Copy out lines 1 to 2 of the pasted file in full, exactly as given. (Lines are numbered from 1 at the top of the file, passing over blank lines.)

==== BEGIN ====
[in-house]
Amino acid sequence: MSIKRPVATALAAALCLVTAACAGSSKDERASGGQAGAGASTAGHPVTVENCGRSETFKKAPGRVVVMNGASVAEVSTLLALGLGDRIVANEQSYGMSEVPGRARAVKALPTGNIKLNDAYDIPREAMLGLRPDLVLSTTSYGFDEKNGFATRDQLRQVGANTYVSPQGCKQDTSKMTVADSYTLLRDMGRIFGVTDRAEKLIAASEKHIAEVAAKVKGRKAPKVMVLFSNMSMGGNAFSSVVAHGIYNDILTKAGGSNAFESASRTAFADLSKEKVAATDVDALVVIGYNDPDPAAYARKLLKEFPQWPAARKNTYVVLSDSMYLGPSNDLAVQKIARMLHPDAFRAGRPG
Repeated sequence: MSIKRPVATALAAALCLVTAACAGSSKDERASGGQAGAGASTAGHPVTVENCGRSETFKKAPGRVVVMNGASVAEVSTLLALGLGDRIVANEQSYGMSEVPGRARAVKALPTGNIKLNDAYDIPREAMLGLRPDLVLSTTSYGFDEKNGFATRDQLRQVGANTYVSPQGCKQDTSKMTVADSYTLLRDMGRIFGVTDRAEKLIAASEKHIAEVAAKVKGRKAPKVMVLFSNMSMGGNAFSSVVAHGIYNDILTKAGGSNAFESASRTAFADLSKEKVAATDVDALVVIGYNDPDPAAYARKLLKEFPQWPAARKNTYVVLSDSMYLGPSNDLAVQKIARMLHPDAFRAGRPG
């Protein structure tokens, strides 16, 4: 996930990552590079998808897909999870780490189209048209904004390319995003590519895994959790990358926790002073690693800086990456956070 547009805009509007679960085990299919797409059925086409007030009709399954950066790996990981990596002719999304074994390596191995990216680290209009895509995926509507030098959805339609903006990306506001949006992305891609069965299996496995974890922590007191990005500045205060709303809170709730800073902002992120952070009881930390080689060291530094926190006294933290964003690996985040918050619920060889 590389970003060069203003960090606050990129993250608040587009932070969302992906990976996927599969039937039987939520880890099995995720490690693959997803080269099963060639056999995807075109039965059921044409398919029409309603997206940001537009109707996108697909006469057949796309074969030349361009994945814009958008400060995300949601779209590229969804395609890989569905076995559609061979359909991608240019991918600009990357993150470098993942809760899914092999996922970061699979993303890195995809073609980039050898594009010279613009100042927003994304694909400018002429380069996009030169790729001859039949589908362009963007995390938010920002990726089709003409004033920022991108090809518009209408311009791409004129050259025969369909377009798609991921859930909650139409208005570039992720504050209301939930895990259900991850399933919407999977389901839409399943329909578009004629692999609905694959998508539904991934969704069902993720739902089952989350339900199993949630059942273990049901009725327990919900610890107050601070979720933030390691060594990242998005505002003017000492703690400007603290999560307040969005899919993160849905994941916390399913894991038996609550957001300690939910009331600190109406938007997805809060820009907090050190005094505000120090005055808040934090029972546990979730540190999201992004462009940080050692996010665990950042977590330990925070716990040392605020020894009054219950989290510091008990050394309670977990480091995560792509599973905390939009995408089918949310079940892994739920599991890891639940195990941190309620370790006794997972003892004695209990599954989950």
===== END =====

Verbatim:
[in-house]
Amino acid sequence: MSIKRPVATALAAALCLVTAACAGSSKDERASGGQAGAGASTAGHPVTVENCGRSETFKKAPGRVVVMNGASVAEVSTLLALGLGDRIVANEQSYGMSEVPGRARAVKALPTGNIKLNDAYDIPREAMLGLRPDLVLSTTSYGFDEKNGFATRDQLRQVGANTYVSPQGCKQDTSKMTVADSYTLLRDMGRIFGVTDRAEKLIAASEKHIAEVAAKVKGRKAPKVMVLFSNMSMGGNAFSSVVAHGIYNDILTKAGGSNAFESASRTAFADLSKEKVAATDVDALVVIGYNDPDPAAYARKLLKEFPQWPAARKNTYVVLSDSMYLGPSNDLAVQKIARMLHPDAFRAGRPG